"Tradition is Slovenliness"-Gustav Mahler
At a recent music seminar, a faculty colleague, an “old guy” like this writer, asserted that the majority of today’s symphony and other ensemble musicians have a tendency to simply play the notes as they appear on the pages of their individual parts, which they do exceedingly well-probably better than previous generations of performers of written music. However, he continued, they also seem predisposed to play those parts without any sense or knowledge of the music’s idiomatic period or regional styles or musical traditions.
This kind of rhetoric is to be expected in the generation wars, but, speaking as another old guy, I believe in this instance my colleague’s comment was right on target. It is a point of view shared by many in the music world, and not just the old folks.
Of course, there are some extremely valid, yet predictable, counter-arguments that can be offered, chief among them being that today’s musicians and ensembles are technically superior to their predecessors. In point of fact, instrumental parts (i.e. symphony orchestra repertoire) that have never before been played particularly well, or, for that matter, even competently, are these days routinely tossed off with little fuss, not to mention the fact that basic ensemble disciplines are infinitely better.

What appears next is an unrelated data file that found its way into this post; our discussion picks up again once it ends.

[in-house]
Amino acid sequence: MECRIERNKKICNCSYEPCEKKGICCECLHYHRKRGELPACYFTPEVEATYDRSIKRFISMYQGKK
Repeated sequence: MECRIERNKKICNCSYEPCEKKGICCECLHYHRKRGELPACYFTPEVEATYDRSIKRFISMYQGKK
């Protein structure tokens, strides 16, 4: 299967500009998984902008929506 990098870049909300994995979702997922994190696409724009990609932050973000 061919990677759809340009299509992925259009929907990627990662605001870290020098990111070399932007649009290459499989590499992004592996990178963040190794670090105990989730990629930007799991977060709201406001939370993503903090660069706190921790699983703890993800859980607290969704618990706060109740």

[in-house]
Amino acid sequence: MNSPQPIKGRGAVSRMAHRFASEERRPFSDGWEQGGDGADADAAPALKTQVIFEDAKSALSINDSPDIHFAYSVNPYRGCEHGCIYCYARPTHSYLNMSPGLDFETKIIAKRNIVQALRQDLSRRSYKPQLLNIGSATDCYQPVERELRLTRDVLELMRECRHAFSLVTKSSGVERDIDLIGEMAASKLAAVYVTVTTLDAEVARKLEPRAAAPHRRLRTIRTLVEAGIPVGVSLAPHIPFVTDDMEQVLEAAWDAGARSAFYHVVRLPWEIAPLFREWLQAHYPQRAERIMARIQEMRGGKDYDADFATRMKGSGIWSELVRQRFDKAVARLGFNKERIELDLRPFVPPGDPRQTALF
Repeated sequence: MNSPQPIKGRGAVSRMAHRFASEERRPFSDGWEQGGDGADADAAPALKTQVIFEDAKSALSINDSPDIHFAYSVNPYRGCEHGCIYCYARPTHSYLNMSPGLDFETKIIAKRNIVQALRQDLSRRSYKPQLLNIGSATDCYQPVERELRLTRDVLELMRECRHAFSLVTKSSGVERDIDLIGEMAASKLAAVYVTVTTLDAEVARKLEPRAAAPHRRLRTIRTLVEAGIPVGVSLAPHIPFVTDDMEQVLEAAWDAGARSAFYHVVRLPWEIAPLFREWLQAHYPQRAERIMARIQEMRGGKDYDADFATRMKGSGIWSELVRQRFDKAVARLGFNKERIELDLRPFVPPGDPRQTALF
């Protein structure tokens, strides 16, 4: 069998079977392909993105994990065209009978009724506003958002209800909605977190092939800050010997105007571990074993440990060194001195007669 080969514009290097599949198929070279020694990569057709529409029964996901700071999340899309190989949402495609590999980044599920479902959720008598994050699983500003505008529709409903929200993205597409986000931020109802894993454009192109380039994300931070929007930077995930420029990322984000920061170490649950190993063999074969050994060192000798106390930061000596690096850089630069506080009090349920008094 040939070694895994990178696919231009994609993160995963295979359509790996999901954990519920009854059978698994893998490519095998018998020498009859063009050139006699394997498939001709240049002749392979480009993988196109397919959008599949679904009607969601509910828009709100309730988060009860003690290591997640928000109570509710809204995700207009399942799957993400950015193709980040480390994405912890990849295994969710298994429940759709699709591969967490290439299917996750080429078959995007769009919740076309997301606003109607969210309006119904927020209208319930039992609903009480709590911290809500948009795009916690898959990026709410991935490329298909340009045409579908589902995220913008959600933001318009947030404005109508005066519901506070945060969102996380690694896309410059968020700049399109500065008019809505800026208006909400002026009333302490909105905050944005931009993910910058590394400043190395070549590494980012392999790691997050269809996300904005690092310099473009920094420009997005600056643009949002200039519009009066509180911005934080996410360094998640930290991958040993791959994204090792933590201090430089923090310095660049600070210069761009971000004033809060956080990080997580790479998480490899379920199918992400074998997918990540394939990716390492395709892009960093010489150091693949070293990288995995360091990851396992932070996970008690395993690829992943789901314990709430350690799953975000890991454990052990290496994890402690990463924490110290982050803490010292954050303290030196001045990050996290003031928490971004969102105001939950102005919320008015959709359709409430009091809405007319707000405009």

There is one stricture regarding the subject of musical traditions, however, which preempts all others, and it is that their validity should be questioned on a continuing basis, as a matter of routine, ad infinitum. Which ones have musical and historical legitimacy, and which ones are, to paraphrase my old friend, Roger Bobo, himself paraphrasing Erich Leinsdorf, simply the ill-fated results of circumstances where musicians performed things incorrectly in the past and then everybody repeated those same mistakes over and over again for 100 years (until things reached the point where no one could possibly conceive of the music in question being played any other way)?
All of which reminds one of a question posed by our old friend, the curmudgeonly Mr. Leinsdorf, speaking in response to a comment from another musician in a most memorable and relevant